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It all happened last summer.

For several years, figuring it was my parental prerogative, I’d been gently pushing baseball on my grade-school-aged son. For some unwholesome reason, however, he seemed to like basketball better. Sometimes I hate this godless culture.

Still, his mother and I indulged his insane whim. We got a hoop for the front yard, signed him up for the relevant rec leagues, and generally did the things that non-jock parents do when they’re presented with an athletic child.

I despaired that first-born son would never appreciate my particular brand of baseball fandom, conducted from the living couch and on obscure online forums dedicated to the Detroit Tigers and the San Francisco Giants.

But then something clicked around June of last year. Suddenly, he was mad for baseball – reading books, buying Topps cards and watching everything he could find on TV and his iPad. I’m not sure why this happened, but I suspect it has something to do with that weird ozone layer of baseball mania that seems to descend on American kids around fourth grade. Same thing happened to me.

So we spent much of the year playing impossibly realistic baseball video games on the PlayStation 3. If you’re not familiar with state-of-the-art sports video games, they’re really quite astonishing. You can recreate games with broadcast-level fidelity and customize players down to the color of their shoe strings. I’m not making that up.

My son inherited my favorite team affiliations – again, parental prerogative – so we would usually play Tigers versus Giants. As it happens, those teams ended up in the World Series last fall. We’d been simulating that series all summer, and knew the rosters inside and out. (I had to explain to him that, as a rule, your two favorite teams don’t make the World Series every year. More like once in a lifetime. Maybe.)

When I say we knew the rosters inside and out, the more accurate description would be: He knew the rosters inside and out. If you have a fourth-grader in your life, then you’re likely already aware that their brains are like sponges. Alien, sentient, highly evolved sponges. He more or less instantly memorized every player and relevant statistic.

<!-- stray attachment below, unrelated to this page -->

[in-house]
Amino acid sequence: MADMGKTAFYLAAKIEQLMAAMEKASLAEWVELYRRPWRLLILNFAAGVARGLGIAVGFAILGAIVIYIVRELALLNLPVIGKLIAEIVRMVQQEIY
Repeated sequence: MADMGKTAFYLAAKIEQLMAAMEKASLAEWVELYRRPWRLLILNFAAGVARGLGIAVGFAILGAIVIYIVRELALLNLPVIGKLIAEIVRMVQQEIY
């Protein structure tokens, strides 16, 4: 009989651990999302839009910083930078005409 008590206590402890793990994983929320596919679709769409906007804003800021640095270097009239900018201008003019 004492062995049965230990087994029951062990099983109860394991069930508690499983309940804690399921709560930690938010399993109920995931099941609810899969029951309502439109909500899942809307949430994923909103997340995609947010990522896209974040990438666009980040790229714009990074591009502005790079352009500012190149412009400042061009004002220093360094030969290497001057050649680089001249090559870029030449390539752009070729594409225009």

Baseball is a game rife with statistics and arcane acronyms – ERA, OPS, WHIP, BABIP. Then there is the mysterious metric system that has emerged in recent years, which further obfuscates the acronyms with terms like “Defense Independent Component ERA”. All of these terms come with attendant numbers. My son, damn his little synapses, can retain these numbers with terrible efficiency.

Last year’s World Series came and went. My son spent the winter getting every baseball book he could find from the school and local library. In the spring, he decided to elevate his game by way of the many additional consumer technology options afforded today’s discerning young person.

Now he’s hooked on ESPN’s Baseball Tonight. It’s on too late for him, of course, so he records it on the set-top DVR device provided by our local cable TV service. He wakes up at 6AM each morning to watch the previous night’s highlights, then wakes me up at 7AM to give me the highlights of the highlights. We also have a subscription plan so that, on weekends, he can watch most out-of-market MLB games on his iPad or, absent that, my iPhone. Live. Wirelessly. Amazing.

I’m going to ballpark these numbers (ha ha), but I estimate it took me ten years to match my dad’s baseball knowledge. My son managed it in ten months.

I’m mostly happy and only slightly alarmed to report that all the technology has fueled a real-world baseball mania. He plays in two different little leagues now and is attending a baseball day camp this summer. He just had his tenth birthday party – at the ballpark, naturally.

As a baseball dad, it’s incredibly gratifying to see all this play out. But I find myself assuming the comic role of the grumpy old man – like my father and his father before him, I’m sure.

Why when I was a kid, we didn’t have these fancy wireless tablets. We watched games on fuzzy cabinet TVs the size of a Buick! And we liked it! There were no DVRs – we had to sit through those commercial breaks! PlayStation? Forget it! We had the Atari 2600. Or Coleco. Your shortstop was a blinking LED light! If you were lucky! You kids today….

Glenn McDonald writes about popular culture from his home in lovely Chapel Hill, NC. His humor essays have been described as "grammatically consistent" and "remarkably frequent". He is editor of the Wait, Wait...Don't Tell Me daily news quiz at, and a film critic at the Raleigh News & Observer. He lives virtually at

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